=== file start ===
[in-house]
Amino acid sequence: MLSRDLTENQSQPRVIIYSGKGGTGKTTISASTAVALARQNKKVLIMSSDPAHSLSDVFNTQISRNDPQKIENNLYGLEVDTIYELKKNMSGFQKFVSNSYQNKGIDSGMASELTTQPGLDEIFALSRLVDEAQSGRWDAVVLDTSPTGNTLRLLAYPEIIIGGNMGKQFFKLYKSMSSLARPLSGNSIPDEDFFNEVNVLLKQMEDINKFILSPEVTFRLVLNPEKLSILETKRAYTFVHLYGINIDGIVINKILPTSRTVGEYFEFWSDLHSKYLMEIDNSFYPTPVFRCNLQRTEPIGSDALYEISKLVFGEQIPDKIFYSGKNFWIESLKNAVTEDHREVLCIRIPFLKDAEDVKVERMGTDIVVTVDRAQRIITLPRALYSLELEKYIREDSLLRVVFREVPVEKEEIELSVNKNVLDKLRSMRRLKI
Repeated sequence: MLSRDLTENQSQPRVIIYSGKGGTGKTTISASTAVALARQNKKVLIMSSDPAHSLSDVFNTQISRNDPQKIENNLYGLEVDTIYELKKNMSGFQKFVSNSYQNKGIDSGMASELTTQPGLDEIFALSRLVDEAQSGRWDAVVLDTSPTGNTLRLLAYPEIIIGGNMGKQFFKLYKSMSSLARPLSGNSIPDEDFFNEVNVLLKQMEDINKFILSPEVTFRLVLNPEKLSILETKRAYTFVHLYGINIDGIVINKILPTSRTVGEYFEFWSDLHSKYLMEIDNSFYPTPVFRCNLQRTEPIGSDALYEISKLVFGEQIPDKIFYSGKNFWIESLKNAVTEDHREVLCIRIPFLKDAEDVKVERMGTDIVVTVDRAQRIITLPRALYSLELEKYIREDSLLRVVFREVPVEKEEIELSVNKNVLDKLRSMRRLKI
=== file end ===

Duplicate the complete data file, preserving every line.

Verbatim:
[in-house]
Amino acid sequence: MLSRDLTENQSQPRVIIYSGKGGTGKTTISASTAVALARQNKKVLIMSSDPAHSLSDVFNTQISRNDPQKIENNLYGLEVDTIYELKKNMSGFQKFVSNSYQNKGIDSGMASELTTQPGLDEIFALSRLVDEAQSGRWDAVVLDTSPTGNTLRLLAYPEIIIGGNMGKQFFKLYKSMSSLARPLSGNSIPDEDFFNEVNVLLKQMEDINKFILSPEVTFRLVLNPEKLSILETKRAYTFVHLYGINIDGIVINKILPTSRTVGEYFEFWSDLHSKYLMEIDNSFYPTPVFRCNLQRTEPIGSDALYEISKLVFGEQIPDKIFYSGKNFWIESLKNAVTEDHREVLCIRIPFLKDAEDVKVERMGTDIVVTVDRAQRIITLPRALYSLELEKYIREDSLLRVVFREVPVEKEEIELSVNKNVLDKLRSMRRLKI
Repeated sequence: MLSRDLTENQSQPRVIIYSGKGGTGKTTISASTAVALARQNKKVLIMSSDPAHSLSDVFNTQISRNDPQKIENNLYGLEVDTIYELKKNMSGFQKFVSNSYQNKGIDSGMASELTTQPGLDEIFALSRLVDEAQSGRWDAVVLDTSPTGNTLRLLAYPEIIIGGNMGKQFFKLYKSMSSLARPLSGNSIPDEDFFNEVNVLLKQMEDINKFILSPEVTFRLVLNPEKLSILETKRAYTFVHLYGINIDGIVINKILPTSRTVGEYFEFWSDLHSKYLMEIDNSFYPTPVFRCNLQRTEPIGSDALYEISKLVFGEQIPDKIFYSGKNFWIESLKNAVTEDHREVLCIRIPFLKDAEDVKVERMGTDIVVTVDRAQRIITLPRALYSLELEKYIREDSLLRVVFREVPVEKEEIELSVNKNVLDKLRSMRRLKI